Tag Archive: French

Taking food, water and shelter to the world’s most vulnerable

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harehills refugee aid 2 (338x450)Life-changing trip complete by Harehills Dozen

A team of selfless volunteers from Leeds returned from their expedition to the French refugee camps last week, with ‘a new appreciation for the little things in life’.

Twelve friends from Harehills, under the banner “Harehills Refugee Aid’, completed the 300-mile-plus trip with four van-loads of supplies on Monday 4th January.

Seeing what life was in Calais’ infamous ‘Jungle’ and Dunkirk camps, the group provided a round-the-clock service to vulnerable refugees, including women and children.

After distributing the goods brought down from the UK, the team split up to buy-out nearby grocery stores and stock up huge quantities of food, which were once again taken to the camps.

harehills refugee aid 7 (338x450)With stories of united communities amidst the devastating conditions on the ground, the group shared their story with the Asian Express newspaper.

Shishu Ali, a consultant from Leeds, was one of the group members to complete the three day visit.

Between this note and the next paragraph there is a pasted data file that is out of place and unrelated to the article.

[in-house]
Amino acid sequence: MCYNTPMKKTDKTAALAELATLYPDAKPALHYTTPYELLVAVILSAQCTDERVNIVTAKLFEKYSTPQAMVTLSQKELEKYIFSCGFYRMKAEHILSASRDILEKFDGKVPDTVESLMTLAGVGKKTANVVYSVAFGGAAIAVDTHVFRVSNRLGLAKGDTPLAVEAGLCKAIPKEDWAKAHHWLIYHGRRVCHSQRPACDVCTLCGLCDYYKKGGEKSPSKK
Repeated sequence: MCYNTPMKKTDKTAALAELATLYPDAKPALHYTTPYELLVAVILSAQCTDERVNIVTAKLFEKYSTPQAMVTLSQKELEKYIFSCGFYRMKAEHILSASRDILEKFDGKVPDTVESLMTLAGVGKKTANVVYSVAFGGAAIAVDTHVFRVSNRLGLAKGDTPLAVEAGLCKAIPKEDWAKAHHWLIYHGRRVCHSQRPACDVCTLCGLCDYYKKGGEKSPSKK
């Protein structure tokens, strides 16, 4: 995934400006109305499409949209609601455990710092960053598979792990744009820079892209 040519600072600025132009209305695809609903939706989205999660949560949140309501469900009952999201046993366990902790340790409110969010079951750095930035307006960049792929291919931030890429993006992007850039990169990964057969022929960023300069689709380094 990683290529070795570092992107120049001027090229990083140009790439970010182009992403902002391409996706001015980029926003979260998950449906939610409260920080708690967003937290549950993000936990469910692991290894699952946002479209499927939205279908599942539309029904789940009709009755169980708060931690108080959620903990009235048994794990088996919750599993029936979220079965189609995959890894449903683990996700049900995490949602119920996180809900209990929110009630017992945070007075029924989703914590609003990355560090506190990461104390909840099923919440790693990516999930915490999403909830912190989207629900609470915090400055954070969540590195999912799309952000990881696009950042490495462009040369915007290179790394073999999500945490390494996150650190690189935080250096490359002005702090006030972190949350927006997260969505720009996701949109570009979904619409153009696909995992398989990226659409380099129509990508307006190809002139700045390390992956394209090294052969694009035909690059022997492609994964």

He said: “When you get to the camps and actually see so many kids running around, you get a renewed sense of attachment to your own family.

“Nobody would want their children to have to grow up in these conditions. Some of them could hardly move because they were so cold.

“It made us more determined to carry out our work, and especially reach the vulnerable women and children who didn’t necessarily come out of their tents when food parcels were distributed.”

In total, the Harehills team handed out thousands of food packs and filled kitchens in both Dunkirk and Calais during their three-day trip.

harehills refugee aid 4 (281x500)Buying almost every essential they could get their hands on from local stores and big supermarkets, they continuously filled their vans to capacity, bringing goods to the refugees.

One story which sticks in Shishu’s mind involved an ‘act of random kindness’ following the call to prayer at a French mosque.

“In one shop we literally bought everything,” he said. “Outside we decided to make food parcels, yet after doing around 40 or 50 we knew it was going to take too long.

“That is when a complete stranger offered to help. After that three more joined in from the nearby mosque and we soon ended up with two large teams, packing bags, after people had finished their prayers.